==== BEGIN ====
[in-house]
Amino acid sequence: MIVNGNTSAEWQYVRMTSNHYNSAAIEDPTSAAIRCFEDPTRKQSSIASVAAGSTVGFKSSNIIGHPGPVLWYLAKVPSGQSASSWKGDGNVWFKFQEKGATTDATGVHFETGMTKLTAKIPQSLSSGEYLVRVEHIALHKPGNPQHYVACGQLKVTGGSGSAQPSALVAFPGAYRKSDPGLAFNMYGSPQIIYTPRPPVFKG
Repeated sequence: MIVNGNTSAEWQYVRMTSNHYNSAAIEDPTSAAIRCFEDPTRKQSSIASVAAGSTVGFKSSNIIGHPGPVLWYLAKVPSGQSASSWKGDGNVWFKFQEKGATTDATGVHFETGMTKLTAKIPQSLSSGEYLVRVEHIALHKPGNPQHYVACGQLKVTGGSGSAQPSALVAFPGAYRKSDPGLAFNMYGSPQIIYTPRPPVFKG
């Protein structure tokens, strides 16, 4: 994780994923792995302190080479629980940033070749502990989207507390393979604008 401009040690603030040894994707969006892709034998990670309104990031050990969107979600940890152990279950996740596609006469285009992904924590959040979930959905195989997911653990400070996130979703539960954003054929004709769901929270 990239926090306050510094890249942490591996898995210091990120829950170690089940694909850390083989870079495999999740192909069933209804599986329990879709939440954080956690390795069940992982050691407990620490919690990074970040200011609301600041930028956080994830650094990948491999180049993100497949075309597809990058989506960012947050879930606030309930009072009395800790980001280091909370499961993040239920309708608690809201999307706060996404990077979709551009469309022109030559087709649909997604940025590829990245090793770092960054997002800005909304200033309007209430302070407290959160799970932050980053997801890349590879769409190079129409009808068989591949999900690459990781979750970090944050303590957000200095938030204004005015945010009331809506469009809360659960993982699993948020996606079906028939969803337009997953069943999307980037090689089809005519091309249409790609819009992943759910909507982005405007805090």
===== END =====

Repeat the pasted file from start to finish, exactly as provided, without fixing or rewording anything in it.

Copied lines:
[in-house]
Amino acid sequence: MIVNGNTSAEWQYVRMTSNHYNSAAIEDPTSAAIRCFEDPTRKQSSIASVAAGSTVGFKSSNIIGHPGPVLWYLAKVPSGQSASSWKGDGNVWFKFQEKGATTDATGVHFETGMTKLTAKIPQSLSSGEYLVRVEHIALHKPGNPQHYVACGQLKVTGGSGSAQPSALVAFPGAYRKSDPGLAFNMYGSPQIIYTPRPPVFKG
Repeated sequence: MIVNGNTSAEWQYVRMTSNHYNSAAIEDPTSAAIRCFEDPTRKQSSIASVAAGSTVGFKSSNIIGHPGPVLWYLAKVPSGQSASSWKGDGNVWFKFQEKGATTDATGVHFETGMTKLTAKIPQSLSSGEYLVRVEHIALHKPGNPQHYVACGQLKVTGGSGSAQPSALVAFPGAYRKSDPGLAFNMYGSPQIIYTPRPPVFKG
């Protein structure tokens, strides 16, 4: 994780994923792995302190080479629980940033070749502990989207507390393979604008 401009040690603030040894994707969006892709034998990670309104990031050990969107979600940890152990279950996740596609006469285009992904924590959040979930959905195989997911653990400070996130979703539960954003054929004709769901929270 990239926090306050510094890249942490591996898995210091990120829950170690089940694909850390083989870079495999999740192909069933209804599986329990879709939440954080956690390795069940992982050691407990620490919690990074970040200011609301600041930028956080994830650094990948491999180049993100497949075309597809990058989506960012947050879930606030309930009072009395800790980001280091909370499961993040239920309708608690809201999307706060996404990077979709551009469309022109030559087709649909997604940025590829990245090793770092960054997002800005909304200033309007209430302070407290959160799970932050980053997801890349590879769409190079129409009808068989591949999900690459990781979750970090944050303590957000200095938030204004005015945010009331809506469009809360659960993982699993948020996606079906028939969803337009997953069943999307980037090689089809005519091309249409790609819009992943759910909507982005405007805090």